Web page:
A Great Blue Heron suddenly appears from your right, flying at eye level right above beautiful marsh habitat, and crosses in front of you perfectly parallel to the camera. You fire off a series of 12 images, each one being sharp, well exposed, and needing but a slight crop to help the composition. For many that can bring on an unexpected predicament: which one(s) to post-process? One option is to keep and process them all, but that is rather redundant IMO. Better, cull them and keep the best half. But again, which ones to keep? Best, cull them all but the very best one, or perhaps a second one too.
Taking the very situation above, I have culled the initial series of twelve down to the four that had the best background. Four varying wing positions, and a single one I want to keep for my files (and did), but processed the four of them for this blog post to discuss why. Looking at the four images above, I knew immediately which one was best to keep, and by a mile. None of them are “that bad”, but one is a standout to me. Let’s take a closer look at them (all taken with the following gear and settings: Canon 7DII + 500mm f4 II + 1.4TC III, manual exposure, evaluative metering, 1/2000s., f/5.6, ISO 800):
- Slight down stroke
Better than the full “pancake” wing position (wings spread flat, like a small airplane), which is the worst IMO. Still not quite to my liking though. Had this been a rare bird for me, or a personal first ever sighting of this species, and this was the only image I had managed of it, then I’d keep this frame. Otherwise, it’s a “delete” for me. A few extra grasses crossing the head and neck also help me in making this one bound for the trash can.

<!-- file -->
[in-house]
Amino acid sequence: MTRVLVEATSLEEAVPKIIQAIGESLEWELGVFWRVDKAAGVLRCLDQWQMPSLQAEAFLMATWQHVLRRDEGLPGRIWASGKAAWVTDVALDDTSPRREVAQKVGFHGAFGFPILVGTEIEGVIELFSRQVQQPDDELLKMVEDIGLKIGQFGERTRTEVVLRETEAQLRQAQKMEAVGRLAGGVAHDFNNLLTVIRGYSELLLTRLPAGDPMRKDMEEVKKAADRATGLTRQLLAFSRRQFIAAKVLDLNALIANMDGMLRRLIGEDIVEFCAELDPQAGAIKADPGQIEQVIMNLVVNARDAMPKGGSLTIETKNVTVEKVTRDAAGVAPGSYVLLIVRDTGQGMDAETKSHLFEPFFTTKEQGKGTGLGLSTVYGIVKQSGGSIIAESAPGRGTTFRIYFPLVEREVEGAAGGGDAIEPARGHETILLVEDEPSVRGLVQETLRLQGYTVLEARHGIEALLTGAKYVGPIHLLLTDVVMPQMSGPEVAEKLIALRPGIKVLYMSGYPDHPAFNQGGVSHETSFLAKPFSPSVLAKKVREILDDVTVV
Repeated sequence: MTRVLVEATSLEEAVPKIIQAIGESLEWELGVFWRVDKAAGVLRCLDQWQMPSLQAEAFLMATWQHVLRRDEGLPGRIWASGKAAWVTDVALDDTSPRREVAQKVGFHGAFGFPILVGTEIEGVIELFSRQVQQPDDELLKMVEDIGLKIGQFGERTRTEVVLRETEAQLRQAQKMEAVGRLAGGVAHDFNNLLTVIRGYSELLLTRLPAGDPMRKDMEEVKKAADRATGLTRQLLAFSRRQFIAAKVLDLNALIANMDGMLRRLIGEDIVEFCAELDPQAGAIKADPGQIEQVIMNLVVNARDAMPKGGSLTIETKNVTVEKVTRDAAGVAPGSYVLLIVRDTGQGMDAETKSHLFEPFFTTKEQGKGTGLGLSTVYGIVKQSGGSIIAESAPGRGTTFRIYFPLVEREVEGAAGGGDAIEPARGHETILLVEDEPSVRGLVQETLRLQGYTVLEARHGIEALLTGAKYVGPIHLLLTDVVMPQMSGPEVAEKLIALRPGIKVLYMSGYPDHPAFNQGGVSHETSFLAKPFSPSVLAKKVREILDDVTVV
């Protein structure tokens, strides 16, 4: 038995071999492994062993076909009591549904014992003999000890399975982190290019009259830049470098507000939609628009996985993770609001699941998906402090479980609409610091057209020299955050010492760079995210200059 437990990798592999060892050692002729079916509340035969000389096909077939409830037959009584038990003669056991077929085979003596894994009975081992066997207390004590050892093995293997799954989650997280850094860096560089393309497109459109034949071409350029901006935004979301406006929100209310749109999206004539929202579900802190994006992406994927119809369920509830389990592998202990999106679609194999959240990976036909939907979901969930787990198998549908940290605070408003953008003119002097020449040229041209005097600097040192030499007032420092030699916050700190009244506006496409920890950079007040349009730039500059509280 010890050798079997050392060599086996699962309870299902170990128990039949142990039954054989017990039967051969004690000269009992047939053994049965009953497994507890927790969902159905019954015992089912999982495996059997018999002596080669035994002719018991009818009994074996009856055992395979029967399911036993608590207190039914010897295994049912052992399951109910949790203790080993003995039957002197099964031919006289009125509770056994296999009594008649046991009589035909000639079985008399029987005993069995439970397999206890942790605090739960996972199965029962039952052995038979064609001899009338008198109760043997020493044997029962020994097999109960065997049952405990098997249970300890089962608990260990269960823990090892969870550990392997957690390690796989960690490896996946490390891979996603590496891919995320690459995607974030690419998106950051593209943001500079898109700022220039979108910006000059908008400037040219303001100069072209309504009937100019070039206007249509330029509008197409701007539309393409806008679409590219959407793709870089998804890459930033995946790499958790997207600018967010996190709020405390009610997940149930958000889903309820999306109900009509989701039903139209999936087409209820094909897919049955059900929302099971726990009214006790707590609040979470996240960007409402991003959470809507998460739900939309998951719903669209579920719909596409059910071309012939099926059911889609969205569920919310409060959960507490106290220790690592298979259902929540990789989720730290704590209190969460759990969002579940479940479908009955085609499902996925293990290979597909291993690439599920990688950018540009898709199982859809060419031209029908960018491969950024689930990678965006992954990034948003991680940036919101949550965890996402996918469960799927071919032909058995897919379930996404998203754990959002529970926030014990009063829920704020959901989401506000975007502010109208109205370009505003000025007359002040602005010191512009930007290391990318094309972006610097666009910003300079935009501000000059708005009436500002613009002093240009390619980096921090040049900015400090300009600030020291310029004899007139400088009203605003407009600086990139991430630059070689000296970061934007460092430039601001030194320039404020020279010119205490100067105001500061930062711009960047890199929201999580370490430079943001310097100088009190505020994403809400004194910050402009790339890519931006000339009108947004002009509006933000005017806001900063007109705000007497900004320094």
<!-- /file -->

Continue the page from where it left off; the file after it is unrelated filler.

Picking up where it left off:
2. Bent wing
The heron is perfectly sharp, and nicely parallel to the back of the camera. But the wings are bent at the joint. It is an awkward position to me. Yes, that is a natural bend but artistically this just does not speak to me. Some may like it, but for me this is a bad wing position, especially when you have others to choose from. Instant delete for me.
3. Slight up stroke
This one is the same vain as image #1, and another that I would only keep only in those same conditions. OK, but not ideal. Had the wings been extended fully up, my second favorite position, then I would have kept it no matter if there was a better wing position or not in the series. I wish I had a “full up stroke” in this series, but the heron was not in full power-flight and thus never extended its wings up so high. The background is better here and less distracting around the face area. Still, this is a “delete” for me in this particular case.
4. Full down stroke
Ahh, now we’re talking! Hands down my favorite wing position for a bird flying relatively parallel to the back of the camera, beating only the full up stroke. This beautifully shows the full thickness of the wings. We can clearly see all primaries, secondaries, and tertials. The textures, patterns and colour variations are better defined. We get a full sense of the power of flight, making the image a much more dynamic one. As an added bonus, the face is clear of distracting grasses, and the bill is slightly open, adding yet another point of interest.
So that is my reasoning in culling images in a series. Choosing to keep only one, maybe two, of the best in a sequence of flight images. Do you agree, or not? Which one do you like best?